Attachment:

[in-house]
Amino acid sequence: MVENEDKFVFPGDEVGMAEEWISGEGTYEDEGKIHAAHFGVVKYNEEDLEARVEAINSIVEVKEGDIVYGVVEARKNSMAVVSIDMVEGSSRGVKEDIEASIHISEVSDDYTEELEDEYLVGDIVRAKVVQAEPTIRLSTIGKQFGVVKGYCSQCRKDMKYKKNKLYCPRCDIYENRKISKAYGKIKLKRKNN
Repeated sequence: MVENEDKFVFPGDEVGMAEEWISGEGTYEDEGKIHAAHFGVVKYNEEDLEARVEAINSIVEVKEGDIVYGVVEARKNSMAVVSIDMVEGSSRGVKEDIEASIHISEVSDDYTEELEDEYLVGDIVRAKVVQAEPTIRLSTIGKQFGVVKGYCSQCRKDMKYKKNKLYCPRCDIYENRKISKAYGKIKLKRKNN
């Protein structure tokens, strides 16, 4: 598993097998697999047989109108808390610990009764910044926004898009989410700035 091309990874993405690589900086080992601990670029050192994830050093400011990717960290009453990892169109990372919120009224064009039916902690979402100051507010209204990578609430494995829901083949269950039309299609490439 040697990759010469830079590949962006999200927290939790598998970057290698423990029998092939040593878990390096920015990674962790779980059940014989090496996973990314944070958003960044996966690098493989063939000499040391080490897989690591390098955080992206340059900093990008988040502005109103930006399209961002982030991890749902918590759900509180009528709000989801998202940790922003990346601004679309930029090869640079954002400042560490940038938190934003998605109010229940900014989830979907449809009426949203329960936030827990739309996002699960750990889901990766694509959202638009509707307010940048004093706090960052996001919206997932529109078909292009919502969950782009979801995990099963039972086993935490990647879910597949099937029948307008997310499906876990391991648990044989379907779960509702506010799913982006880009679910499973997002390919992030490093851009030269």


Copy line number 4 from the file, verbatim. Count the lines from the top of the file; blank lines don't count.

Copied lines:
């Protein structure tokens, strides 16, 4: 598993097998697999047989109108808390610990009764910044926004898009989410700035 091309990874993405690589900086080992601990670029050192994830050093400011990717960290009453990892169109990372919120009224064009039916902690979402100051507010209204990578609430494995829901083949269950039309299609490439 040697990759010469830079590949962006999200927290939790598998970057290698423990029998092939040593878990390096920015990674962790779980059940014989090496996973990314944070958003960044996966690098493989063939000499040391080490897989690591390098955080992206340059900093990008988040502005109103930006399209961002982030991890749902918590759900509180009528709000989801998202940790922003990346601004679309930029090869640079954002400042560490940038938190934003998605109010229940900014989830979907449809009426949203329960936030827990739309996002699960750990889901990766694509959202638009509707307010940048004093706090960052996001919206997932529109078909292009919502969950782009979801995990099963039972086993935490990647879910597949099937029948307008997310499906876990391991648990044989379907779960509702506010799913982006880009679910499973997002390919992030490093851009030269």